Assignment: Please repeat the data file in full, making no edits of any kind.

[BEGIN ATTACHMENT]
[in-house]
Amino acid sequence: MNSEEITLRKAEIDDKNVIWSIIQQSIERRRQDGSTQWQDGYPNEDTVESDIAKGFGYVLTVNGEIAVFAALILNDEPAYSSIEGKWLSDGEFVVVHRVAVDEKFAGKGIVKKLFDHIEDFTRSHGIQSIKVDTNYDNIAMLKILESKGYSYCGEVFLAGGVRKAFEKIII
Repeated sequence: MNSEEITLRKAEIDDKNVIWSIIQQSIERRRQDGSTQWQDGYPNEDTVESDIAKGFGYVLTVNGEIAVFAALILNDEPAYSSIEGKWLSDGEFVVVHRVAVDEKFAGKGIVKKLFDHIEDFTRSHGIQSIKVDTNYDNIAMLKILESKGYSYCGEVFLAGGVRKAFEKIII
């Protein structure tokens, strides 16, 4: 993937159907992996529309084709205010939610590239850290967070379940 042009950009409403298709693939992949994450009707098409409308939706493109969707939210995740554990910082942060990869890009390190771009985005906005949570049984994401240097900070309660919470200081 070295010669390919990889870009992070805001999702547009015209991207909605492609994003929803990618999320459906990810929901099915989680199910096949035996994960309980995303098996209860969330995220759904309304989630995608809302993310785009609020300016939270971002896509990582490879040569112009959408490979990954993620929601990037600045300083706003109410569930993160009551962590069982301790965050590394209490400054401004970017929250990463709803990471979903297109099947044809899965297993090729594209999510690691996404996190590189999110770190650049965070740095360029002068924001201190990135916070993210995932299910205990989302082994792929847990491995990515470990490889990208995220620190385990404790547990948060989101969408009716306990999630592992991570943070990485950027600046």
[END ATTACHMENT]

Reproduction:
[in-house]
Amino acid sequence: MNSEEITLRKAEIDDKNVIWSIIQQSIERRRQDGSTQWQDGYPNEDTVESDIAKGFGYVLTVNGEIAVFAALILNDEPAYSSIEGKWLSDGEFVVVHRVAVDEKFAGKGIVKKLFDHIEDFTRSHGIQSIKVDTNYDNIAMLKILESKGYSYCGEVFLAGGVRKAFEKIII
Repeated sequence: MNSEEITLRKAEIDDKNVIWSIIQQSIERRRQDGSTQWQDGYPNEDTVESDIAKGFGYVLTVNGEIAVFAALILNDEPAYSSIEGKWLSDGEFVVVHRVAVDEKFAGKGIVKKLFDHIEDFTRSHGIQSIKVDTNYDNIAMLKILESKGYSYCGEVFLAGGVRKAFEKIII
């Protein structure tokens, strides 16, 4: 993937159907992996529309084709205010939610590239850290967070379940 042009950009409403298709693939992949994450009707098409409308939706493109969707939210995740554990910082942060990869890009390190771009985005906005949570049984994401240097900070309660919470200081 070295010669390919990889870009992070805001999702547009015209991207909605492609994003929803990618999320459906990810929901099915989680199910096949035996994960309980995303098996209860969330995220759904309304989630995608809302993310785009609020300016939270971002896509990582490879040569112009959408490979990954993620929601990037600045300083706003109410569930993160009551962590069982301790965050590394209490400054401004970017929250990463709803990471979903297109099947044809899965297993090729594209999510690691996404996190590189999110770190650049965070740095360029002068924001201190990135916070993210995932299910205990989302082994792929847990491995990515470990490889990208995220620190385990404790547990948060989101969408009716306990999630592992991570943070990485950027600046």